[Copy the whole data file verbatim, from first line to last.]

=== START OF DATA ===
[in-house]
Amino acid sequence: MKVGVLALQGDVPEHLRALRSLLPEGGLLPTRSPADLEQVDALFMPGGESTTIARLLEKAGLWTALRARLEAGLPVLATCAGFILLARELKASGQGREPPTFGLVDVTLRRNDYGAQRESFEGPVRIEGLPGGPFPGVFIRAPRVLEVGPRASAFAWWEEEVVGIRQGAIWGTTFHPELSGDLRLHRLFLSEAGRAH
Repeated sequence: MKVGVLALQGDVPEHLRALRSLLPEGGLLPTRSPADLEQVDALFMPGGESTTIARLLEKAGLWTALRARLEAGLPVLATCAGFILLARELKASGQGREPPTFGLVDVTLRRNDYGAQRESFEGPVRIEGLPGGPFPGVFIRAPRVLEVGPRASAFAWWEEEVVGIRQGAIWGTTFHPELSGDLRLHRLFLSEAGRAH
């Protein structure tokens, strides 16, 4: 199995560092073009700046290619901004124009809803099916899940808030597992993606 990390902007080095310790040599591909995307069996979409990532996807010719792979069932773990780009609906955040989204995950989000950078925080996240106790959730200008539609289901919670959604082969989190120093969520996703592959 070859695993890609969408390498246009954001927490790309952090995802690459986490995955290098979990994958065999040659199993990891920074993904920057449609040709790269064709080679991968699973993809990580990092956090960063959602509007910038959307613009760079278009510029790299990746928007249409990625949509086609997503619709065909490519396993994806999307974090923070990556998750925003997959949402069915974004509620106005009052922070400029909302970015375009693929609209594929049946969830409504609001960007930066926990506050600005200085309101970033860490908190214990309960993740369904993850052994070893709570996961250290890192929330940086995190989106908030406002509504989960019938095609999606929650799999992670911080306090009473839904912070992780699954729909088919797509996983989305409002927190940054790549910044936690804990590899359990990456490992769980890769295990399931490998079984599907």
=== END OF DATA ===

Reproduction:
[in-house]
Amino acid sequence: MKVGVLALQGDVPEHLRALRSLLPEGGLLPTRSPADLEQVDALFMPGGESTTIARLLEKAGLWTALRARLEAGLPVLATCAGFILLARELKASGQGREPPTFGLVDVTLRRNDYGAQRESFEGPVRIEGLPGGPFPGVFIRAPRVLEVGPRASAFAWWEEEVVGIRQGAIWGTTFHPELSGDLRLHRLFLSEAGRAH
Repeated sequence: MKVGVLALQGDVPEHLRALRSLLPEGGLLPTRSPADLEQVDALFMPGGESTTIARLLEKAGLWTALRARLEAGLPVLATCAGFILLARELKASGQGREPPTFGLVDVTLRRNDYGAQRESFEGPVRIEGLPGGPFPGVFIRAPRVLEVGPRASAFAWWEEEVVGIRQGAIWGTTFHPELSGDLRLHRLFLSEAGRAH
């Protein structure tokens, strides 16, 4: 199995560092073009700046290619901004124009809803099916899940808030597992993606 990390902007080095310790040599591909995307069996979409990532996807010719792979069932773990780009609906955040989204995950989000950078925080996240106790959730200008539609289901919670959604082969989190120093969520996703592959 070859695993890609969408390498246009954001927490790309952090995802690459986490995955290098979990994958065999040659199993990891920074993904920057449609040709790269064709080679991968699973993809990580990092956090960063959602509007910038959307613009760079278009510029790299990746928007249409990625949509086609997503619709065909490519396993994806999307974090923070990556998750925003997959949402069915974004509620106005009052922070400029909302970015375009693929609209594929049946969830409504609001960007930066926990506050600005200085309101970033860490908190214990309960993740369904993850052994070893709570996961250290890192929330940086995190989106908030406002509504989960019938095609999606929650799999992670911080306090009473839904912070992780699954729909088919797509996983989305409002927190940054790549910044936690804990590899359990990456490992769980890769295990399931490998079984599907």